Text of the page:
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What Does Consent Look Like?

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By , 18, Staff Writer Originally Published: April 1, 2014 Revised: April 1, 2014

Just so we’re clear, not all rapists are offering candy to little kids or lurking in an alley, ready to attack. Too often, we imagine rape or sexual assault only involving violence or child predators. But 66 percent of rape victims knew their rapists, and 38 percent of the rapists were even friends of the victim, according to a 2005 study conducted by the U.S. Department of Justice. Forty-four percent of rape victims are under the age of 18, so sexual assault unfortunately is an issue teens should know about. Everyone has to understand that rape can affect children, teens and adults and if a person does not or cannot consent or agree to have sex, then it’s rape. And it doesn’t matter if the rapist is a stranger, friend or a significant other. If sexual boundaries are crossed, rape is happening.

Rape can range from having sex with someone at a party who is too drunk to consent to having sex with someone under a certain age (even if they consent) to forcing a significant other to have sex against his or her will. In order for sexual behavior to be consensual, a person must have the capacity to consent or agree to sex, which means they are not mentally disabled, under the influence of drugs or alcohol and are of legal age to be able to consent.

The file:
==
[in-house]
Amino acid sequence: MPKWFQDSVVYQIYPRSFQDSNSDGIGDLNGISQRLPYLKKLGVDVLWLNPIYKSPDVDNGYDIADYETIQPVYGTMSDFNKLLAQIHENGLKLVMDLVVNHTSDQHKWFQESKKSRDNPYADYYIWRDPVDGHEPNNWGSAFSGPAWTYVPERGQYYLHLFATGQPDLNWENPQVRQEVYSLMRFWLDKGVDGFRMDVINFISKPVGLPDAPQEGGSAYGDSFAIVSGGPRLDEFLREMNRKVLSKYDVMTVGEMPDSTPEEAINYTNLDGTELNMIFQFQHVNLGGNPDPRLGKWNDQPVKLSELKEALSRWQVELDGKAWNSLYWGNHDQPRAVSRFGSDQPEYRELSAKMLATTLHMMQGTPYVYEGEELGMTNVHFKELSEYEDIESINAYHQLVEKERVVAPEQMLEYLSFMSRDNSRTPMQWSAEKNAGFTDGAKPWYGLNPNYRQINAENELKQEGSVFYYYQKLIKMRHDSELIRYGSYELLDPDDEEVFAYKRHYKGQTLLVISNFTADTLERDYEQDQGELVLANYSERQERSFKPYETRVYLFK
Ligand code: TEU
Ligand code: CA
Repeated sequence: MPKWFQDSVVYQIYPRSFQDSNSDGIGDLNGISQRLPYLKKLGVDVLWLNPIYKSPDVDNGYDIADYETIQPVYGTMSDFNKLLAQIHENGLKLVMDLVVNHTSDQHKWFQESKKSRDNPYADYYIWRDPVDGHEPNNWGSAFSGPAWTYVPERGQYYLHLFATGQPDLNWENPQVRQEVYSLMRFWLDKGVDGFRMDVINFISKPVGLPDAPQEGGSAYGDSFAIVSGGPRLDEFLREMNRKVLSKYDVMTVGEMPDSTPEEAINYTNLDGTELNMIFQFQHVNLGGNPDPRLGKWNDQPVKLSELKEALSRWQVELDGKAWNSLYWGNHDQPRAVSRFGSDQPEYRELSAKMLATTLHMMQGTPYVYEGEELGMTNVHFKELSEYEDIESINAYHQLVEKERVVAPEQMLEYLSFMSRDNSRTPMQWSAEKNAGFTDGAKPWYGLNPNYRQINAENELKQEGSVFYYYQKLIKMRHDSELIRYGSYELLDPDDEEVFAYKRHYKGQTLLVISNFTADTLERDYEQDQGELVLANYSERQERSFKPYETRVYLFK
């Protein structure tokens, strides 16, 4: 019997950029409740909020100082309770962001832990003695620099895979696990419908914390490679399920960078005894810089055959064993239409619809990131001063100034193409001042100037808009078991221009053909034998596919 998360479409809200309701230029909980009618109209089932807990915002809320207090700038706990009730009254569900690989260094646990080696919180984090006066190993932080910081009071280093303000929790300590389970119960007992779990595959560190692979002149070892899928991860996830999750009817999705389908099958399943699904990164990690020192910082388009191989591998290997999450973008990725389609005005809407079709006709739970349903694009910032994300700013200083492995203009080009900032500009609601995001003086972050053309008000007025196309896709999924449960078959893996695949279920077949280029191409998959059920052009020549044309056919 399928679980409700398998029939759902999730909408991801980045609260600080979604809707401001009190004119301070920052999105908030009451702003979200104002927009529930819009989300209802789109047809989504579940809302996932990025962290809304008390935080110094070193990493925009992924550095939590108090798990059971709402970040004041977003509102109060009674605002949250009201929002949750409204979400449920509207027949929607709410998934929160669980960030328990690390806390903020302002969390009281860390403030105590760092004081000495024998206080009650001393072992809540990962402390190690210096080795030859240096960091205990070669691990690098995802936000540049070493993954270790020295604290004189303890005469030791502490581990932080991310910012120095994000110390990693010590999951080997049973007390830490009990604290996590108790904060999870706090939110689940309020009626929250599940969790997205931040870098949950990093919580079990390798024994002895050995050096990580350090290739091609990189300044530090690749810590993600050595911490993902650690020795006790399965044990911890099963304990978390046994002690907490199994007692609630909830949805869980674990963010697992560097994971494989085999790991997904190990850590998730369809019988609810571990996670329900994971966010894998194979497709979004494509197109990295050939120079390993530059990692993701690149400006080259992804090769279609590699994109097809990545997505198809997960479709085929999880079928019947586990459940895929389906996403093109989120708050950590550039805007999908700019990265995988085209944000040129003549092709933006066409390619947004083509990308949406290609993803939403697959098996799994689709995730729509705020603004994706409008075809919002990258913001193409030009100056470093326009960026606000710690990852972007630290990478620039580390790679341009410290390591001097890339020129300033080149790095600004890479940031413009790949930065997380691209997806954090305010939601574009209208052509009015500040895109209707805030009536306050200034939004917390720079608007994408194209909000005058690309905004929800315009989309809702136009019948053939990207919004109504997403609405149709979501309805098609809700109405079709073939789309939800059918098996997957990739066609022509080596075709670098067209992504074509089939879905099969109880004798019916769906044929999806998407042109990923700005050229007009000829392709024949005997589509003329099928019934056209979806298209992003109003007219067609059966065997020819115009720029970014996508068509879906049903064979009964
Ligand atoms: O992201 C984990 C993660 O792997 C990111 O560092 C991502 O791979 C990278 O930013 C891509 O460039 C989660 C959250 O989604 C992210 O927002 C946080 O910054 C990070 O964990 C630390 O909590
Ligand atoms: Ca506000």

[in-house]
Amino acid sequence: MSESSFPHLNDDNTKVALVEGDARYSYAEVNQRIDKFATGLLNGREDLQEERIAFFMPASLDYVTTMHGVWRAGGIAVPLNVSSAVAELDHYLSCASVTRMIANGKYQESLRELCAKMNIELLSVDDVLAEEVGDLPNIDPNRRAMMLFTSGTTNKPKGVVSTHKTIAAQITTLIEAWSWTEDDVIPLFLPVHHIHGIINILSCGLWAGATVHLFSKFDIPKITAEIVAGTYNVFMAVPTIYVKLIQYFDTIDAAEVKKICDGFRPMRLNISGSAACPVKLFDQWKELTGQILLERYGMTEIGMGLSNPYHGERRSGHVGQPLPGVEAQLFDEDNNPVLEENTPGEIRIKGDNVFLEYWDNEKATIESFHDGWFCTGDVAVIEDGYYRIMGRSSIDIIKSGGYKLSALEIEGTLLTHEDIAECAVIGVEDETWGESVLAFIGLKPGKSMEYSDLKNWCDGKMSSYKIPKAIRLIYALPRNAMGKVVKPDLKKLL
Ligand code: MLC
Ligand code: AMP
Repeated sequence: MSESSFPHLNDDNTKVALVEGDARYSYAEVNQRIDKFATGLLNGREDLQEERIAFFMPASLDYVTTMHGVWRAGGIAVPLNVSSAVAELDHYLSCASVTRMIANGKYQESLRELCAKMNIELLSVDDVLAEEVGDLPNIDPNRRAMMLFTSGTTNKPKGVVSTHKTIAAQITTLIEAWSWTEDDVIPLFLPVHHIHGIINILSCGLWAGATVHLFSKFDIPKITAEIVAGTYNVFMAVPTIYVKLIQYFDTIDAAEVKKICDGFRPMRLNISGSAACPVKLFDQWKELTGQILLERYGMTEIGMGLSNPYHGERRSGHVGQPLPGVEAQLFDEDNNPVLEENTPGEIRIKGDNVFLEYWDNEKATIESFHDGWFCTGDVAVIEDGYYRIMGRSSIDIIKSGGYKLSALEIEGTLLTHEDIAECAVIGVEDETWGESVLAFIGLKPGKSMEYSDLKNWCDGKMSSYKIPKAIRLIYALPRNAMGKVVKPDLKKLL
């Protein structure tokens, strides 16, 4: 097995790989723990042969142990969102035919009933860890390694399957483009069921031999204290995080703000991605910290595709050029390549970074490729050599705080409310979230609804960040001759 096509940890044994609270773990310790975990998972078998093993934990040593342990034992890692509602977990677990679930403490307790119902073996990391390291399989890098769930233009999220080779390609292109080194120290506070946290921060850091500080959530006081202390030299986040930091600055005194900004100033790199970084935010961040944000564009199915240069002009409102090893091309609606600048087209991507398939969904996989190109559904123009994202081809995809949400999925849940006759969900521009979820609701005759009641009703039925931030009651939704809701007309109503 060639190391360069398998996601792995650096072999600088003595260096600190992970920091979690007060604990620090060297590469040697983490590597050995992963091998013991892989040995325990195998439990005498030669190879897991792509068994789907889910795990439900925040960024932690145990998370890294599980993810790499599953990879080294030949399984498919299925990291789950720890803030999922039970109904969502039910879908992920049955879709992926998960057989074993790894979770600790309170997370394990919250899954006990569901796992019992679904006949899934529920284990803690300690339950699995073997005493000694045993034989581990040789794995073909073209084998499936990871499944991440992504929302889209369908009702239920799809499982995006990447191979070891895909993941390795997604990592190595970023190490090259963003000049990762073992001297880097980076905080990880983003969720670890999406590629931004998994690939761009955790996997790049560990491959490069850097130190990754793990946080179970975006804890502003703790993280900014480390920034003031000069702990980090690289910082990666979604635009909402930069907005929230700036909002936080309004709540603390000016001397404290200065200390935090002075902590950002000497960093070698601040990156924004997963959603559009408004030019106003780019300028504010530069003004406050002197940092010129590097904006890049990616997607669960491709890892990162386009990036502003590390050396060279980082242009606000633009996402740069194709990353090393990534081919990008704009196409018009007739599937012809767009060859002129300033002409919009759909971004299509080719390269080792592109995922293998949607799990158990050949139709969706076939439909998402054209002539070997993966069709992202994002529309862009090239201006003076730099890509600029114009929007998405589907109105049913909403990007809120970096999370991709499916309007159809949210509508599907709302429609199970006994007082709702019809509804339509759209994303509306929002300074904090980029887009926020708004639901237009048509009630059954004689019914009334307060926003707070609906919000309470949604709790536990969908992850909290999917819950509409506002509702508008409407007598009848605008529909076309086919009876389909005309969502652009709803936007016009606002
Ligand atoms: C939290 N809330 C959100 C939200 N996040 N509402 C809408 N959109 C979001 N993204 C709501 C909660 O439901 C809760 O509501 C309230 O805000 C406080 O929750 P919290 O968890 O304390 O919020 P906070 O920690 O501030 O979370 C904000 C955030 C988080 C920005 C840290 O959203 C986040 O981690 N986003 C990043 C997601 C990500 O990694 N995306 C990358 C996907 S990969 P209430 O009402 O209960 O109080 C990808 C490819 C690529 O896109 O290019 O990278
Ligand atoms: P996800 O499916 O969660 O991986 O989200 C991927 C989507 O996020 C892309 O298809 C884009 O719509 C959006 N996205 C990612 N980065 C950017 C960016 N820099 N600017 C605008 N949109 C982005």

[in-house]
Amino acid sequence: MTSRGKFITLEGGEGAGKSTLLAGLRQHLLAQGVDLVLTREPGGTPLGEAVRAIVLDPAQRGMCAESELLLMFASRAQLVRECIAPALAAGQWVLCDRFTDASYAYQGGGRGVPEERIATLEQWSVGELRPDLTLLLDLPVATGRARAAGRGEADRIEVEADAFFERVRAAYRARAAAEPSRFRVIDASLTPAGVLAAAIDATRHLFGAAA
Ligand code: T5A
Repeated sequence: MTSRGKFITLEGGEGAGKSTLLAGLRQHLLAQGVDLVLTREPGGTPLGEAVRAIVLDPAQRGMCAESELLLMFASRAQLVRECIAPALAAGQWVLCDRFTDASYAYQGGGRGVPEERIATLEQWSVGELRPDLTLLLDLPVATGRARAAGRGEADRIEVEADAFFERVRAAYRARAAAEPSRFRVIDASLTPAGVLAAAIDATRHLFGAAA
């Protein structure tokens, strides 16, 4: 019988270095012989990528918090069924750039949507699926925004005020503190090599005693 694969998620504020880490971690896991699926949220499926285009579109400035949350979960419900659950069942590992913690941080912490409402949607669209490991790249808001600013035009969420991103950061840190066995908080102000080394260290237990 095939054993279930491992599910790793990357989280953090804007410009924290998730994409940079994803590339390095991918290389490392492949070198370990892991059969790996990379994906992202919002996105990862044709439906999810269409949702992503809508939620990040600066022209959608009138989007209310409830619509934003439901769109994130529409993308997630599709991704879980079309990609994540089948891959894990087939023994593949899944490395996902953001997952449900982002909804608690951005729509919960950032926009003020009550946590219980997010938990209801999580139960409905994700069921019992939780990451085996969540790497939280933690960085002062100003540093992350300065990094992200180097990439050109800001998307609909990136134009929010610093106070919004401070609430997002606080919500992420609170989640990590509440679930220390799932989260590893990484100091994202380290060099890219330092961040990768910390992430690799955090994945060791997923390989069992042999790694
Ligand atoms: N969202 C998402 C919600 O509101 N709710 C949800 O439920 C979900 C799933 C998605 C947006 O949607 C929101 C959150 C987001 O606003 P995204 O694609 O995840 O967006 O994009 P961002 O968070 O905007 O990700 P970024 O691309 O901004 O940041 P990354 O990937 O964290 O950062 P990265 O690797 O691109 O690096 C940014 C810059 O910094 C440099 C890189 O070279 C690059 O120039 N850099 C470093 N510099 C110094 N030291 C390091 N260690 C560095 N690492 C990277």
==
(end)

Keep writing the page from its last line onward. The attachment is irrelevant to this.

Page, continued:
If we understand what consent does or doesn’t look like, we can speak up and help prevent sexual assault.

Intoxicated Partners Cannot Consent

A look at the 2012 Steubenville, Ohio, rape case paints a telling picture of how rape can happen among teens. Trent Mays and Ma’lik Richmond had egos larger than life; these rising football stars didn’t see an issue with fingering a drunken, incapacitated girl—all while posting the acts on social media. They probably thought, It isn’t rape if she’s letting it happen, right? Wrong. Sexually forcing themselves on a drunken girl who can’t consent is not her “letting it happen.”  This is illegal, and it’s rape.

It would be easy to tell teens not to get drunk. While this advice makes sense, the solution to preventing rape goes much further. Instead of blaming victims for getting too drunk, the responsibility lies with the rapist(s) and his or her friends to prevent the situation from occurring. Friends need to tell each other that it’s not OK to exploit someone who’s drunk at a party. It can be hard for friends to be authoritative with each other, but when a potential rape is in the making, they owe it to the victim to have the courage to intervene by stopping the potential rapist and getting the potential rape victim to a safe place.

Seventeen-year-old Jim from Princeton, NJ, says, “When I stopped my friend from hooking up with a drunk girl, he yelled at me for ‘cock-blocking’ him. But the next morning he thanked me for stopping him from making a huge mistake.”

Jim’s actions prevented a terrible rape for the victim and serious legal trouble for his friend. Just as I imagine the victim of the Steubenville rape looks back feeling traumatized and wishing she had never been sexually assaulted, Mr. Mays and Mr. Richmond sit in juvenile hall as registered sex offenders. I guess they wish a teammate had stopped them from abusing a girl that night.